Category Archives: Twickenham Therapist Thinks

Twickenham Therapist on Corona and anxiety

Absolutely nothing to do with Corona picture

I am pretty sure that my grandparents, were they still alive, would have shrugged their shoulders, referred to the second world war and carried on as normal. But I personally can’t remember a time when there has been so much uncertainty, and such a rapidly unfolding situation.

And as anyone who has experienced anxiety knows, uncertainty generally makes it a lot worse. With that in mind, there are a couple of things to consider.

Media coverage

There is very little else happening right now and journalists have a lot of internet space and hours to fill. Gone are the days when we read one newspaper in the morning and watched the evening news, instead it is a 24/7 business. When there is only one story, it is dissected over and over again from every possible angle.

Remembering this is helpful, as is limiting our exposure. If you have updates from news organisations on your phone or tablet, now might be a good time to disconnect them so that you control how much information you receive and how often you get it. Choose a trusted source and check in with it, but otherwise free up some headspace for more positive thoughts.

Panic is contagious

You only have look at the supermarket shelves and footage of people fighting in the aisles to realise this. However just because panic spreads, doesn’t mean at all that it is warranted. Take a breath and tune into your own experience rather than following others in their response. If you never have cause to buy tinned tomatoes, you’re not going to start cooking with them now.

The present is a great place to be.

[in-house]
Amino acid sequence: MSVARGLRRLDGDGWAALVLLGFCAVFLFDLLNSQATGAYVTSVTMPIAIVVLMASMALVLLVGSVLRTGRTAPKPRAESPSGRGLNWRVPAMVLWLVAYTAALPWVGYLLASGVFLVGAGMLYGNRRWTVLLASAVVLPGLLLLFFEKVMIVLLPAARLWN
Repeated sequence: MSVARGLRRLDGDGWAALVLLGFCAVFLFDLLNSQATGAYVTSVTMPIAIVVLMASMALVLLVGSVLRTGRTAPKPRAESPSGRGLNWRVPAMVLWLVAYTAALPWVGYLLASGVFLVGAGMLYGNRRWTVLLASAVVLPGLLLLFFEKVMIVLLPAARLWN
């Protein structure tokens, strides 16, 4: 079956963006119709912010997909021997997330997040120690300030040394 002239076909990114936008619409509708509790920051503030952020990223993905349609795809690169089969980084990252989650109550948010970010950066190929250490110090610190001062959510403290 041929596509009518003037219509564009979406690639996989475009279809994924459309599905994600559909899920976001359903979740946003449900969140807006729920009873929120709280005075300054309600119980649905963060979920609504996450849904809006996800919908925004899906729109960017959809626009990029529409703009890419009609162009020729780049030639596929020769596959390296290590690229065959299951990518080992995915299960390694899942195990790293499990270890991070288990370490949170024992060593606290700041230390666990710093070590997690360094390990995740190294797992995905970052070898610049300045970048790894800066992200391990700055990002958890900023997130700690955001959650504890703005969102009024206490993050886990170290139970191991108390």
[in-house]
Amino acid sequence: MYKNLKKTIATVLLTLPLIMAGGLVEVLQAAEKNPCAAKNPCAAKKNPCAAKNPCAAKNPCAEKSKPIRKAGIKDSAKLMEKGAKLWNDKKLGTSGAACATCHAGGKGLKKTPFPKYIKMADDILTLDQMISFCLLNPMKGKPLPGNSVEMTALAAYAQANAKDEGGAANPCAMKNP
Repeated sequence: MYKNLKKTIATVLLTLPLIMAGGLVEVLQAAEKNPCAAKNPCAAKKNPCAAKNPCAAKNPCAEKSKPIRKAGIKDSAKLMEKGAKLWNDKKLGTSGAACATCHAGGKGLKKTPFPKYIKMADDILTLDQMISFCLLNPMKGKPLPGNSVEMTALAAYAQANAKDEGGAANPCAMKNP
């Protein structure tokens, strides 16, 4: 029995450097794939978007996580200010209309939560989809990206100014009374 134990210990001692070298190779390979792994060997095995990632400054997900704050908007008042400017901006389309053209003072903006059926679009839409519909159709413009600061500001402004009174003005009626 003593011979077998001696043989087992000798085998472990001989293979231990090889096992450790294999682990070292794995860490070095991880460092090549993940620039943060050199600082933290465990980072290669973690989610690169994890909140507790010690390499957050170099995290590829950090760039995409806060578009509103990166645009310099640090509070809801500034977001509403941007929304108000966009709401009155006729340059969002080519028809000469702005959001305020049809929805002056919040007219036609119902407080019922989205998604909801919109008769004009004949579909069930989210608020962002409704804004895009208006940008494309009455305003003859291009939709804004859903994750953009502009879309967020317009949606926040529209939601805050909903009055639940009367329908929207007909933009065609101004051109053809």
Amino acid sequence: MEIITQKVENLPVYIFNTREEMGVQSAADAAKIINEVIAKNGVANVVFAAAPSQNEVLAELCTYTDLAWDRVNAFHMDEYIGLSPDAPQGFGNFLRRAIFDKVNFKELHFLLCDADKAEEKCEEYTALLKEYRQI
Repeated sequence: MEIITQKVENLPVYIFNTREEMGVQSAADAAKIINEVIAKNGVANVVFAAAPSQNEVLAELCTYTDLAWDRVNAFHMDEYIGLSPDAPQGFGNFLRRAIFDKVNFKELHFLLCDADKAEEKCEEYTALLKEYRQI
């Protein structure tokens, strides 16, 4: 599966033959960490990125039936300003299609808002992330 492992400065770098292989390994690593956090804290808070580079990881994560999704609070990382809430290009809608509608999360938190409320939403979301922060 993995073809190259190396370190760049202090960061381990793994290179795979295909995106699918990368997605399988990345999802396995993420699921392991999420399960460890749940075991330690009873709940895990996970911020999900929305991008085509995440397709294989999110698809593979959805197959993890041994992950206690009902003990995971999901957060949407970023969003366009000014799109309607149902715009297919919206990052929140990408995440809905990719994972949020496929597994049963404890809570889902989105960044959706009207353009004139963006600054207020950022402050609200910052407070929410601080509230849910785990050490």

Anxiety robs us of the present moment, it either pulls us back to the past, what we did, what we said, or it constantly projects us into the future – what if? So, it can help to check in with the present and just be curious about yourself and your surroundings right now, the present is where we live, so try to tune it to it.

Acceptance

The say that life is what happens when we are busy making plans, and it is really painful when our expectations, for reasons completely outside our control, are trampled on.  I know  people are having to re-arrange weddings, trips to see loved ones, exams etc. Really big things that have been looked forward to and worked towards for a long long time. It stinks, it really does, be angry, sad, whatever it is you feel about it, but then try to move on.

When things are outside our control, the energy that goes into ruminating about it, is wasted. It changes noting and depletes us.  We can learn a lot here from the 12 step programme. Any addict who wants recovery has to stop trying to control their addiction. Admitting they are powerless frees up energy for living a different way, which is why the serenity prayer guides so many people.

Grant me the Serenity

To accept the things, I cannot change

The courage to change the things I can

And the wisdom to know the difference

Covid-19 is way outside of our control, so living with acceptance of that, has got to be easier than fighting against it.

Stay in touch.

We may be forced into physical isolation, but we’re blessed with skype, zoom, facetime, what’s app and I’m sure, many other ways of keeping in touch through technology. Wasn’t it heart-warming to see Italians connecting through music across their balconies and the Spanish joining together in their isolation to applaud their medics? This is a time to be reaching out and sharing as best we can.

Nature

I’ve just been outside and listened to the bird song for a few minutes. Nature, despite all we do to it, has a way of enduring. I find it comforting to see the sun rising and falling each day, the flowers coming up. If you can’t get out and experience it for yourself, then consider an app of nature sounds, or webcams of beautiful sites around the world.

Beauty in nature

Twickenham Therapist on Silence

Recently I went to the Peak District for a weekend of yoga and mindfulness.

Nine of us met the teacher and each other for the first time on Friday evening for the first yoga session, followed by dinner where we got to know each other a bit. The teacher suggested that during the weekend we breakfast in silence to preserve the peace and calmness of the early morning sessions. Dutifully we agreed but after experiencing this on the Saturday morning, the group voted to restore breakfast conversation.

The interesting thing was however, that by Sunday morning, having spent 24 hours sharing our stories, fears, head massages and cake, breakfast was spent in an easy quiet of familiarity.

It got me thinking about silence and how we experience it.